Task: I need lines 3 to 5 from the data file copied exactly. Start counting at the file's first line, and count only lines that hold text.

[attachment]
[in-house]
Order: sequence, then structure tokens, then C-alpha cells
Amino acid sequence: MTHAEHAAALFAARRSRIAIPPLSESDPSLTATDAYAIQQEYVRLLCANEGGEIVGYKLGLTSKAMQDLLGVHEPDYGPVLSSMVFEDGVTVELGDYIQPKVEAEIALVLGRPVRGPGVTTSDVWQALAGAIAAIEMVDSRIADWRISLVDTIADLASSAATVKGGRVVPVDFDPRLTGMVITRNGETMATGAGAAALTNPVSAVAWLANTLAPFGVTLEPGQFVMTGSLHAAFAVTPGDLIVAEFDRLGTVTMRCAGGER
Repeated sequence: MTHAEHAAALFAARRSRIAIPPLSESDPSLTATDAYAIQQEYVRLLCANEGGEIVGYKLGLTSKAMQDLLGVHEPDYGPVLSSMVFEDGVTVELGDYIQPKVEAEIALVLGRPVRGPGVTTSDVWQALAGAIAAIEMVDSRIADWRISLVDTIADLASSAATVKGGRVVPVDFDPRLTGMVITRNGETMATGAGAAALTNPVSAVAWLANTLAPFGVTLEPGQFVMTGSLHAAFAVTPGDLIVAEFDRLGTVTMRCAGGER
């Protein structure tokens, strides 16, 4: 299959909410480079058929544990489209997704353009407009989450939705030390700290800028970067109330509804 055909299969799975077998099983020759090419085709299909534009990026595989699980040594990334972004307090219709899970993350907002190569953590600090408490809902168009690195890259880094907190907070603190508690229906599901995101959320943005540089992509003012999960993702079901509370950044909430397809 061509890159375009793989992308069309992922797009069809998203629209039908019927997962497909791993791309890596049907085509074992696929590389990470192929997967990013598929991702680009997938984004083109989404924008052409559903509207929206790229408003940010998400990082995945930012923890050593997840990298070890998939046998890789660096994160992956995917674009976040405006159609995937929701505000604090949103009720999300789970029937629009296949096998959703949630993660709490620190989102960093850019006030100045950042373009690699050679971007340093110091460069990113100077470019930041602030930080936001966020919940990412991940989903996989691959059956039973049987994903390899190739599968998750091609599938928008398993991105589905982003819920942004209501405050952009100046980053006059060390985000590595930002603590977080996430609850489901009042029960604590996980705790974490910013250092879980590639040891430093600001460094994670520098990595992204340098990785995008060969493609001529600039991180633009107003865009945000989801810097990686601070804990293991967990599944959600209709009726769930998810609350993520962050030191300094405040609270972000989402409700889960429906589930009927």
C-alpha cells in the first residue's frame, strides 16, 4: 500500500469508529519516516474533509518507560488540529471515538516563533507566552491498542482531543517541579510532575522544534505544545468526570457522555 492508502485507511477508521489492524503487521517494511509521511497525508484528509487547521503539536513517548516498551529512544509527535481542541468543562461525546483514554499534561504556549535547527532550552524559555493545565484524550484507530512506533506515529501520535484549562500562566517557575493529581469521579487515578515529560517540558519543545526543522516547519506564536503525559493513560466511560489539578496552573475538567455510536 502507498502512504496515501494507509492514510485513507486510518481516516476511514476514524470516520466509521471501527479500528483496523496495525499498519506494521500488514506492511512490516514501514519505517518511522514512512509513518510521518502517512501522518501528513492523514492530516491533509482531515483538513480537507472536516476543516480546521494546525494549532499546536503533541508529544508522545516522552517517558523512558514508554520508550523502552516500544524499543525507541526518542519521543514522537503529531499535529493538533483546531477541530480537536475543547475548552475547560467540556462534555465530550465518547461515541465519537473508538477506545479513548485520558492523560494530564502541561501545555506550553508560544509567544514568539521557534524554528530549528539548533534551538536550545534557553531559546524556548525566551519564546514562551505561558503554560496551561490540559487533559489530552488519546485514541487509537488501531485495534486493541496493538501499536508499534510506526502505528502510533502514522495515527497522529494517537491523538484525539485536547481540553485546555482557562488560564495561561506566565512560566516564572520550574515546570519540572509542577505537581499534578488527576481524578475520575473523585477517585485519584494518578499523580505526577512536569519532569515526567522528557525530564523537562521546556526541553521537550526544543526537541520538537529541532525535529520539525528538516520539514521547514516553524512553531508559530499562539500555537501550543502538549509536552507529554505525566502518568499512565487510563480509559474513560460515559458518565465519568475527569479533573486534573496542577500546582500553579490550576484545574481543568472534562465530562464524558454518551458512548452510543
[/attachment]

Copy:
Amino acid sequence: MTHAEHAAALFAARRSRIAIPPLSESDPSLTATDAYAIQQEYVRLLCANEGGEIVGYKLGLTSKAMQDLLGVHEPDYGPVLSSMVFEDGVTVELGDYIQPKVEAEIALVLGRPVRGPGVTTSDVWQALAGAIAAIEMVDSRIADWRISLVDTIADLASSAATVKGGRVVPVDFDPRLTGMVITRNGETMATGAGAAALTNPVSAVAWLANTLAPFGVTLEPGQFVMTGSLHAAFAVTPGDLIVAEFDRLGTVTMRCAGGER
Repeated sequence: MTHAEHAAALFAARRSRIAIPPLSESDPSLTATDAYAIQQEYVRLLCANEGGEIVGYKLGLTSKAMQDLLGVHEPDYGPVLSSMVFEDGVTVELGDYIQPKVEAEIALVLGRPVRGPGVTTSDVWQALAGAIAAIEMVDSRIADWRISLVDTIADLASSAATVKGGRVVPVDFDPRLTGMVITRNGETMATGAGAAALTNPVSAVAWLANTLAPFGVTLEPGQFVMTGSLHAAFAVTPGDLIVAEFDRLGTVTMRCAGGER
């Protein structure tokens, strides 16, 4: 299959909410480079058929544990489209997704353009407009989450939705030390700290800028970067109330509804 055909299969799975077998099983020759090419085709299909534009990026595989699980040594990334972004307090219709899970993350907002190569953590600090408490809902168009690195890259880094907190907070603190508690229906599901995101959320943005540089992509003012999960993702079901509370950044909430397809 061509890159375009793989992308069309992922797009069809998203629209039908019927997962497909791993791309890596049907085509074992696929590389990470192929997967990013598929991702680009997938984004083109989404924008052409559903509207929206790229408003940010998400990082995945930012923890050593997840990298070890998939046998890789660096994160992956995917674009976040405006159609995937929701505000604090949103009720999300789970029937629009296949096998959703949630993660709490620190989102960093850019006030100045950042373009690699050679971007340093110091460069990113100077470019930041602030930080936001966020919940990412991940989903996989691959059956039973049987994903390899190739599968998750091609599938928008398993991105589905982003819920942004209501405050952009100046980053006059060390985000590595930002603590977080996430609850489901009042029960604590996980705790974490910013250092879980590639040891430093600001460094994670520098990595992204340098990785995008060969493609001529600039991180633009107003865009945000989801810097990686601070804990293991967990599944959600209709009726769930998810609350993520962050030191300094405040609270972000989402409700889960429906589930009927």